Showing posts from March, 2015

Conjunction Between the Moon and Venus on 3-22-2015

Here's a pic I took while stuck in a traffic jam on I 65 south of Lafayette, IN. Not a great pic as I took it through glass with my Samsung Note 4, but the Moon and Venus are clearly visible. It was a beautiful and striking sight. Both were low in the west and I was hoping to get home and take an image before they set. The traffic jam slowed things down, but it was also a fortunate event--2 minutes after taking this pic, the western sky was completely overcast!  It's an ill wind.... :)

The Sun 03-16-2015

A frequent contributor to the Yahoo PST group not only takes great solar images and time-lapse videos, he also has some great ideas. Today, I tried his technique of removing the barrel from the ASI 120MM imager and placing it directly over the eyepiece barrel of the PST. I tried this technique in a very rapid imaging session over lunchtime. I held the camera in place with a rubber band with the camera body slightly tilted. The results were pretty good for a first attempt, and most importantly, the Newton's Rings that have plagued my images are eliminated!  I plan on experimenting more in the next days and weeks to see if I can get close to matching some of his superb images.

These pix show AR 2297 prominently. It's a region that has been cracking with X-Class flares.

Sun Pillar

I was driving home last night, enjoying a spectacular sunset. As it developed, a sun pillar appeared. The pillar seemed to spread from a bright, compact core (visible in the image; the sun was actually below the horizon). It looked like a faint cross for a while (but very different and much smaller than those associated with Sun Dogs). So here's the pic--a lovely interaction between an astronomical object, our sun, and the ice crystals in our atmosphere.

The Orion Region

Tonight I imaged a larger part of the Orion nebula complex using the Orion 80mm ED apochromat mounted on the 14 inch. The poor quality Meade diagonal I use with the Orion fell apart twice and the camera dropped 5 feet onto solid concrete. It is a testimony to the quality of Mallincam products that the camera was completely unaffected--not even a scratch!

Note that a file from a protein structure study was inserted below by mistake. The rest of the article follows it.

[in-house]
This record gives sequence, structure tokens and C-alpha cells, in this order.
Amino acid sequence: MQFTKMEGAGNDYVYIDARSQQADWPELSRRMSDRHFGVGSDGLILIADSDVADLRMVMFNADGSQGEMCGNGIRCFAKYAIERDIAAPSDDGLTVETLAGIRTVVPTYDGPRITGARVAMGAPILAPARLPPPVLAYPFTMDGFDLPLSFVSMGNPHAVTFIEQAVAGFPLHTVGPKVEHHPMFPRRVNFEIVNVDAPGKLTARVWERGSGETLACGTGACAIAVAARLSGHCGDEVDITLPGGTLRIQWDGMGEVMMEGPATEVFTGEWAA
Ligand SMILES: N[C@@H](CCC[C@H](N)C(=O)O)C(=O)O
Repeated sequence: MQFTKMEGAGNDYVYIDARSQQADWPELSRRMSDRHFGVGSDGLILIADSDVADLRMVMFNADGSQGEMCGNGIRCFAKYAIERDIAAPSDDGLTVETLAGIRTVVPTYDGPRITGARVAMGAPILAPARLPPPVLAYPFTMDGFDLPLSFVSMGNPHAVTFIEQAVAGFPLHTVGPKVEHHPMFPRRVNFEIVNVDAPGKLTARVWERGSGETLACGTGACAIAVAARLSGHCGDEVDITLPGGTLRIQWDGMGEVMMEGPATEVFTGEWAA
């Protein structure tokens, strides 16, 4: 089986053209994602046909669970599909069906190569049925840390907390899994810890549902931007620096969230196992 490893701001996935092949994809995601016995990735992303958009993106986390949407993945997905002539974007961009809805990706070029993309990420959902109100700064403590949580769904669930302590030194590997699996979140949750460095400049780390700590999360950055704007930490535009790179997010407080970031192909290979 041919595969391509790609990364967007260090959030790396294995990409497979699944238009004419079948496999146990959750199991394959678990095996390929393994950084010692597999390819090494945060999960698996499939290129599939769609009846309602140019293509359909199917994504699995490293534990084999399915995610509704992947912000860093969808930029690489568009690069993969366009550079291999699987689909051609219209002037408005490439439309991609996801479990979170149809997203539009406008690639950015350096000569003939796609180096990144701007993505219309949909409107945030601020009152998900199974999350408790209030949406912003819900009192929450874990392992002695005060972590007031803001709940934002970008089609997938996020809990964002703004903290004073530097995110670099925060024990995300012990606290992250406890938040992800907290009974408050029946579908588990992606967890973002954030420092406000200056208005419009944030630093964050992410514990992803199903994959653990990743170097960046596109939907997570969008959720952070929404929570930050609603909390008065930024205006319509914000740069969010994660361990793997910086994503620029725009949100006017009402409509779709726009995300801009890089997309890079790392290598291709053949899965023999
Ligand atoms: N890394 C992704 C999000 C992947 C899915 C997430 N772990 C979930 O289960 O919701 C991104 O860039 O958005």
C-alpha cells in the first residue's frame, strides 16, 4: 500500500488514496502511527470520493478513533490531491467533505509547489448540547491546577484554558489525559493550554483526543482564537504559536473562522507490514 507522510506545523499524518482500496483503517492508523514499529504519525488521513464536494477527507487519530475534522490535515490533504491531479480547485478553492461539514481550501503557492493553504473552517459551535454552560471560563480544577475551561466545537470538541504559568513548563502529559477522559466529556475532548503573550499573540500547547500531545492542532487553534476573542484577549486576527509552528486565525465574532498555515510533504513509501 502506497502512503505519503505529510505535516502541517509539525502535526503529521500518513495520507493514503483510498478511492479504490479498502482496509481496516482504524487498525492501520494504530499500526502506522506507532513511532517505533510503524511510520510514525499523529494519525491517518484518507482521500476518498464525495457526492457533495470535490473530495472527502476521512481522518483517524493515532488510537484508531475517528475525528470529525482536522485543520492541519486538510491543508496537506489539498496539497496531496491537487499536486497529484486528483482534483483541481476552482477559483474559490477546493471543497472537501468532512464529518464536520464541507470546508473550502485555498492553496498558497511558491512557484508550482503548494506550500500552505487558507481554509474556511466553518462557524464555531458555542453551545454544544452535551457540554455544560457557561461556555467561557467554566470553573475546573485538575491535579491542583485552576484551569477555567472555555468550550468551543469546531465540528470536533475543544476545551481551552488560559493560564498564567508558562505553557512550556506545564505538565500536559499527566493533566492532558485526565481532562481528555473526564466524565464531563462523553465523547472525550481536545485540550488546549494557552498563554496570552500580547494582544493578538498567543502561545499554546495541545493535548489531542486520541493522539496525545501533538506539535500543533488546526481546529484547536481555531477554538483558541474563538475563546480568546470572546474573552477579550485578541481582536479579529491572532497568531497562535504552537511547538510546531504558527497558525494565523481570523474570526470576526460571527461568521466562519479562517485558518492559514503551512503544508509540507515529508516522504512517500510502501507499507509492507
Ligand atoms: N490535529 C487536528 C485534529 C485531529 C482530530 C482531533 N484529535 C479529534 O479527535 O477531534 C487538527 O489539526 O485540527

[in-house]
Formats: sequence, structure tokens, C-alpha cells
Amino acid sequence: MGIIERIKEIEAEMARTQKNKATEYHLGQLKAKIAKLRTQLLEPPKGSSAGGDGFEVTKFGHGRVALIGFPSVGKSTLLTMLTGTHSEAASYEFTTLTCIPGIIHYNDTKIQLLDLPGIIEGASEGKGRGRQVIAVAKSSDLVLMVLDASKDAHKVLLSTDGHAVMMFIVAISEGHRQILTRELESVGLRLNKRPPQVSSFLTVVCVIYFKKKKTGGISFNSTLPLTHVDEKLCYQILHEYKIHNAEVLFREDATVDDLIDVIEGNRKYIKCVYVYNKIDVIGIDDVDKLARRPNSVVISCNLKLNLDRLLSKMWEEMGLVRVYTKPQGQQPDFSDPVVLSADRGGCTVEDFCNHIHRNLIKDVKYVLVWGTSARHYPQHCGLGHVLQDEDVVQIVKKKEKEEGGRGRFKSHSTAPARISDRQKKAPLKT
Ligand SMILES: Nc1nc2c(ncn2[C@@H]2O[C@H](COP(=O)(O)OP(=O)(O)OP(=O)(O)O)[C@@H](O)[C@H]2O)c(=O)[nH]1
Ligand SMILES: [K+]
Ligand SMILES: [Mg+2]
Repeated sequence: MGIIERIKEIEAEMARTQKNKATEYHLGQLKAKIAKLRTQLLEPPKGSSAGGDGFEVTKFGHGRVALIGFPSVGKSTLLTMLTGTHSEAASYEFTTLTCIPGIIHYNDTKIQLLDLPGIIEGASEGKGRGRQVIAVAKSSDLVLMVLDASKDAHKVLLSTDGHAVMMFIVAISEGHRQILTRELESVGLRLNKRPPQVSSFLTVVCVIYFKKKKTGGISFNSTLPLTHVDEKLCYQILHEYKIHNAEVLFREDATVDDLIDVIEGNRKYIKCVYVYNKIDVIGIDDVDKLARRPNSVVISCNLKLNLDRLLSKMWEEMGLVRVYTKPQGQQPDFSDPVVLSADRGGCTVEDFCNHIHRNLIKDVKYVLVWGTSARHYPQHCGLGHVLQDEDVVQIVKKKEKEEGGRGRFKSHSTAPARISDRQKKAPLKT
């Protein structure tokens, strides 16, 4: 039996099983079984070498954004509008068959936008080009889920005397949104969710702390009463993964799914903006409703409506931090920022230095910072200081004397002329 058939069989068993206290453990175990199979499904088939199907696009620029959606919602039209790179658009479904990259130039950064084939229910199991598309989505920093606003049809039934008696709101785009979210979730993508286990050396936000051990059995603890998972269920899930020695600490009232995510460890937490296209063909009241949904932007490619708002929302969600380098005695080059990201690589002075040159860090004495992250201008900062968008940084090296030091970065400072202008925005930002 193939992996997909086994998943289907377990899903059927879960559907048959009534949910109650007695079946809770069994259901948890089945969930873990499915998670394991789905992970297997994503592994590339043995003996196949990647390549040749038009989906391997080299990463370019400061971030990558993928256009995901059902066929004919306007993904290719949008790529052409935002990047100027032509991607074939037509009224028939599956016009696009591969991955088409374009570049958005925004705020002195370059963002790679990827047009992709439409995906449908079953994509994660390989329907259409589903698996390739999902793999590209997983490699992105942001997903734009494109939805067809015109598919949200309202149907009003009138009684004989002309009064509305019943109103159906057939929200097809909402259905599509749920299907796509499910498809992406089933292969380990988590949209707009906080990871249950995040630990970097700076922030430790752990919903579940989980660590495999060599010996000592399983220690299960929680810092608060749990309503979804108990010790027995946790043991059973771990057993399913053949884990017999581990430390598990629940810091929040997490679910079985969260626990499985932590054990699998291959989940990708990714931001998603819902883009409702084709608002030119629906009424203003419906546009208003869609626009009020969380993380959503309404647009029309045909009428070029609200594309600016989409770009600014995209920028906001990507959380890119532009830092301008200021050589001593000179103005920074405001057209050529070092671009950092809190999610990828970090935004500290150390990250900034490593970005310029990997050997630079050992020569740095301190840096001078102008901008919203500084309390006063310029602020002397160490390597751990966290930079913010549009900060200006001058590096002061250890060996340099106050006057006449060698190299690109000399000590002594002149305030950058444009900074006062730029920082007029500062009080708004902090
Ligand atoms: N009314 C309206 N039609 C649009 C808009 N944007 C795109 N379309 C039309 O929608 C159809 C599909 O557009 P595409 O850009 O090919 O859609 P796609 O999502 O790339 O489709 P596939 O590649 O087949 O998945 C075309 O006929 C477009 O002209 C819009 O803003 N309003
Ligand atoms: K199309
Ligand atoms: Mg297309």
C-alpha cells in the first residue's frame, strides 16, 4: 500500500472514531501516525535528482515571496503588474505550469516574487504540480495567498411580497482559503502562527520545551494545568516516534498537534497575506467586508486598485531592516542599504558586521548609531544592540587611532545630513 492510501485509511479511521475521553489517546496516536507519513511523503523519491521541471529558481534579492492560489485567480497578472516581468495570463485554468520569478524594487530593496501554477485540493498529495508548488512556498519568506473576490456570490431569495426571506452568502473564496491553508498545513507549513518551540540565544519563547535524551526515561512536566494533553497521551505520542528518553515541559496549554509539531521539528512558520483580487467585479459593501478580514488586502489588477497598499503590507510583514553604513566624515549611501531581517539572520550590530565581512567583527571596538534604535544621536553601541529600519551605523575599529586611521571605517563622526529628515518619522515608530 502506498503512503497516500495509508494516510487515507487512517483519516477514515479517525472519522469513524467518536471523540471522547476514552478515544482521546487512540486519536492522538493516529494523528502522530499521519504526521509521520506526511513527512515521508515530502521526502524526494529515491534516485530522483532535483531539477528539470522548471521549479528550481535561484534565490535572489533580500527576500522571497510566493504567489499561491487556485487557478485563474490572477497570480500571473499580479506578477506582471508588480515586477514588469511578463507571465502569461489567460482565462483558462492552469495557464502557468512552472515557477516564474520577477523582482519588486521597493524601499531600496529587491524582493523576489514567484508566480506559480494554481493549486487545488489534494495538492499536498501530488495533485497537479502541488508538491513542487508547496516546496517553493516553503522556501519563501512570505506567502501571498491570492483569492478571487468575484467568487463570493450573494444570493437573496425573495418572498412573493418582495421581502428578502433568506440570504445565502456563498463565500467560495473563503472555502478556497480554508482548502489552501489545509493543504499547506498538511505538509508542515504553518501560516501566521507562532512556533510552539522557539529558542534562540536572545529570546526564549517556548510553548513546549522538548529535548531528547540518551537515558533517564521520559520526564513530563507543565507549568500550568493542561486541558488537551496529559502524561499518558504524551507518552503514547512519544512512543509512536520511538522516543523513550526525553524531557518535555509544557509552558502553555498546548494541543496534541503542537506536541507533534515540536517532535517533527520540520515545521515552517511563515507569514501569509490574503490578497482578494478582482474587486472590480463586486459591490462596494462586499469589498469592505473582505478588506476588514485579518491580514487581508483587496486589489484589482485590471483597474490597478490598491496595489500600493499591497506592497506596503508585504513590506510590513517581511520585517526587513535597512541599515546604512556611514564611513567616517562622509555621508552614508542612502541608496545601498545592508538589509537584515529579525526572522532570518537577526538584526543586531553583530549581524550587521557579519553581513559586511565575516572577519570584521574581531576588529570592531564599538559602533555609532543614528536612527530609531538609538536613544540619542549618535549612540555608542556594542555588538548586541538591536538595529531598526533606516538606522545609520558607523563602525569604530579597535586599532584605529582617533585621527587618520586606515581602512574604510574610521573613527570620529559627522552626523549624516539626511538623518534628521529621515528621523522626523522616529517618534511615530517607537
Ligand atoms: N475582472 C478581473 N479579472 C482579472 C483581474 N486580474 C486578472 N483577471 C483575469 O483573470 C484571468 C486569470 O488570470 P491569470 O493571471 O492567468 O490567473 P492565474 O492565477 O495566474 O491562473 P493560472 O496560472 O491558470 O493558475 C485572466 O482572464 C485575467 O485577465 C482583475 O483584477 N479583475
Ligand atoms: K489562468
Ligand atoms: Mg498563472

Here are the images. I was hoping to image the Running Man Nebula, but the light scatter caused by a light haze, washed it out completely, even with a Skyglow filter.

Processing Jupiter--When is it enough, and when too much?

I took some images of Jupiter a few days ago and I just got around to processing them. Seeing was below average. Images were captured with a 14 inch ACF and ASI 120MM camera. After stacking, I processed them with the unsharp mask in Photoshop. The unsharp mask really pulls detail out of the image, but there's a fine line between "enough" and "too much," as these examples show. It's an interesting conundrum as the most processed image shows more details, but definitely looks unnatural and overcooked.

M43--De Mairan's Nebula

One the edge of M42, the Great Nebula in Orion, is M43, also known as De Mairan's Nebula. This H II region is separated from M42 by a large lane of dark dust. The image is a single capture with a MCJR Pro and 14 inch ACF. Image was taken on 3-07-2015.

The Sun on 3-6-2015

Finally, after weeks of being below the tree line, and more weeks of temperatures far below freezing, I was able to start imaging the sun again. Although this puzzling SolarMax is coming to an end, H-Alpha imaging can still show an enormous amount of interesting detail on a disk that may look featureless in white light. These images show long, filaments, a glowing active area, and a looping prominence. Even though the sun is heading for a quieter period, there will still be lots to see; a new, flaring, active area is moving onto the disk.